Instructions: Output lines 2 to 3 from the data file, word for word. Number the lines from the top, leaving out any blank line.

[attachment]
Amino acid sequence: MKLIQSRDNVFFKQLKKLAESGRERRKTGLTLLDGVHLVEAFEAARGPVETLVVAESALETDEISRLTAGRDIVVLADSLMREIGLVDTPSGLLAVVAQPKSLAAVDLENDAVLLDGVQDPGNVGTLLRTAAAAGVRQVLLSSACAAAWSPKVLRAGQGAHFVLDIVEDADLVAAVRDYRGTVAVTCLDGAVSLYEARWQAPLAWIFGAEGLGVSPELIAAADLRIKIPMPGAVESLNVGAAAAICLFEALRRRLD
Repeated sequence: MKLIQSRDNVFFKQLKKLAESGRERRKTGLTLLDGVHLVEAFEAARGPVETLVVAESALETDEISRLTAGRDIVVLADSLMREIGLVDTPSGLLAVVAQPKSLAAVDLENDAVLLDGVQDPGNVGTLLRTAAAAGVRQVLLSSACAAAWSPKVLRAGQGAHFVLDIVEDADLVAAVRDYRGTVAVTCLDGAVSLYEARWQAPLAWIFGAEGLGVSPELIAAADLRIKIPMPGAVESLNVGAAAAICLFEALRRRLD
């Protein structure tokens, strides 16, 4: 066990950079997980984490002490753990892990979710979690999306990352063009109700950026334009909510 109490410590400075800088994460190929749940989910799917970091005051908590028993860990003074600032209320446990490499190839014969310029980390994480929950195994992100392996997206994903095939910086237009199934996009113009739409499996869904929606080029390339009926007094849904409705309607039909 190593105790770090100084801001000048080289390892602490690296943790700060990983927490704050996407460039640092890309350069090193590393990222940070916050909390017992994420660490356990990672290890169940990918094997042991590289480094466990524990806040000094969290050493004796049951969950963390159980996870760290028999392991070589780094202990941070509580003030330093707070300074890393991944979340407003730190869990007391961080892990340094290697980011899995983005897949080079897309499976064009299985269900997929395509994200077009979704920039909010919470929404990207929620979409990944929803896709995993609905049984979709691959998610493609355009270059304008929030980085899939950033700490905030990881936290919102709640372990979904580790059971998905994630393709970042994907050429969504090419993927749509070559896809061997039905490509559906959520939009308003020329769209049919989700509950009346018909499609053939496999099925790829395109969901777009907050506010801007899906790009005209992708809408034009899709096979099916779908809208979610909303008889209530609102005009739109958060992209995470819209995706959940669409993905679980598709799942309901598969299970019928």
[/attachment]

Repeated sequence: MKLIQSRDNVFFKQLKKLAESGRERRKTGLTLLDGVHLVEAFEAARGPVETLVVAESALETDEISRLTAGRDIVVLADSLMREIGLVDTPSGLLAVVAQPKSLAAVDLENDAVLLDGVQDPGNVGTLLRTAAAAGVRQVLLSSACAAAWSPKVLRAGQGAHFVLDIVEDADLVAAVRDYRGTVAVTCLDGAVSLYEARWQAPLAWIFGAEGLGVSPELIAAADLRIKIPMPGAVESLNVGAAAAICLFEALRRRLD
């Protein structure tokens, strides 16, 4: 066990950079997980984490002490753990892990979710979690999306990352063009109700950026334009909510 109490410590400075800088994460190929749940989910799917970091005051908590028993860990003074600032209320446990490499190839014969310029980390994480929950195994992100392996997206994903095939910086237009199934996009113009739409499996869904929606080029390339009926007094849904409705309607039909 190593105790770090100084801001000048080289390892602490690296943790700060990983927490704050996407460039640092890309350069090193590393990222940070916050909390017992994420660490356990990672290890169940990918094997042991590289480094466990524990806040000094969290050493004796049951969950963390159980996870760290028999392991070589780094202990941070509580003030330093707070300074890393991944979340407003730190869990007391961080892990340094290697980011899995983005897949080079897309499976064009299985269900997929395509994200077009979704920039909010919470929404990207929620979409990944929803896709995993609905049984979709691959998610493609355009270059304008929030980085899939950033700490905030990881936290919102709640372990979904580790059971998905994630393709970042994907050429969504090419993927749509070559896809061997039905490509559906959520939009308003020329769209049919989700509950009346018909499609053939496999099925790829395109969901777009907050506010801007899906790009005209992708809408034009899709096979099916779908809208979610909303008889209530609102005009739109958060992209995470819209995706959940669409993905679980598709799942309901598969299970019928």